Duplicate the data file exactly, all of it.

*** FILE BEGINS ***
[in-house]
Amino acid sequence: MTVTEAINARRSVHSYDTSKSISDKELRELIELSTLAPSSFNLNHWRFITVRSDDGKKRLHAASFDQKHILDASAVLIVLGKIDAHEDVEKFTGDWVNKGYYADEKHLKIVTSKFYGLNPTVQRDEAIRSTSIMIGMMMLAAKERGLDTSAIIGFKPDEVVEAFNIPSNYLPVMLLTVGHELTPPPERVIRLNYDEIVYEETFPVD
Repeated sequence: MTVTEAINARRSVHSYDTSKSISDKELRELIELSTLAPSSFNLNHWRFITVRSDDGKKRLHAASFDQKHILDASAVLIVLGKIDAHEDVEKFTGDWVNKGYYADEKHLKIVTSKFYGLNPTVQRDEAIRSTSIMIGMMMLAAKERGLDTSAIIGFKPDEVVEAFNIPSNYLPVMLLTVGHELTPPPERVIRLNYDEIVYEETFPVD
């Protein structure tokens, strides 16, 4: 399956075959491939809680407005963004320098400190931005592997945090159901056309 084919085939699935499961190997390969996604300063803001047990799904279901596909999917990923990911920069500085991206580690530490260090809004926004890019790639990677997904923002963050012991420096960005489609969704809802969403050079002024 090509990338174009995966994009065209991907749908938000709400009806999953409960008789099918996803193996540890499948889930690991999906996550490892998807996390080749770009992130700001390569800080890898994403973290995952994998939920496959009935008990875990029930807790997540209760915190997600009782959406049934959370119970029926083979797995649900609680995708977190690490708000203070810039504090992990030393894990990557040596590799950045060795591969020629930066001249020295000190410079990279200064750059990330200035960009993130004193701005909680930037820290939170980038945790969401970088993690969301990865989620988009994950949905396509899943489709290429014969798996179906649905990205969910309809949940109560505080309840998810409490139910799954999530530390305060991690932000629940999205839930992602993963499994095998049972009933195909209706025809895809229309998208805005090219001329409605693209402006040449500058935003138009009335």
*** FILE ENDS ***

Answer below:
[in-house]
Amino acid sequence: MTVTEAINARRSVHSYDTSKSISDKELRELIELSTLAPSSFNLNHWRFITVRSDDGKKRLHAASFDQKHILDASAVLIVLGKIDAHEDVEKFTGDWVNKGYYADEKHLKIVTSKFYGLNPTVQRDEAIRSTSIMIGMMMLAAKERGLDTSAIIGFKPDEVVEAFNIPSNYLPVMLLTVGHELTPPPERVIRLNYDEIVYEETFPVD
Repeated sequence: MTVTEAINARRSVHSYDTSKSISDKELRELIELSTLAPSSFNLNHWRFITVRSDDGKKRLHAASFDQKHILDASAVLIVLGKIDAHEDVEKFTGDWVNKGYYADEKHLKIVTSKFYGLNPTVQRDEAIRSTSIMIGMMMLAAKERGLDTSAIIGFKPDEVVEAFNIPSNYLPVMLLTVGHELTPPPERVIRLNYDEIVYEETFPVD
């Protein structure tokens, strides 16, 4: 399956075959491939809680407005963004320098400190931005592997945090159901056309 084919085939699935499961190997390969996604300063803001047990799904279901596909999917990923990911920069500085991206580690530490260090809004926004890019790639990677997904923002963050012991420096960005489609969704809802969403050079002024 090509990338174009995966994009065209991907749908938000709400009806999953409960008789099918996803193996540890499948889930690991999906996550490892998807996390080749770009992130700001390569800080890898994403973290995952994998939920496959009935008990875990029930807790997540209760915190997600009782959406049934959370119970029926083979797995649900609680995708977190690490708000203070810039504090992990030393894990990557040596590799950045060795591969020629930066001249020295000190410079990279200064750059990330200035960009993130004193701005909680930037820290939170980038945790969401970088993690969301990865989620988009994950949905396509899943489709290429014969798996179906649905990205969910309809949940109560505080309840998810409490139910799954999530530390305060991690932000629940999205839930992602993963499994095998049972009933195909209706025809895809229309998208805005090219001329409605693209402006040449500058935003138009009335």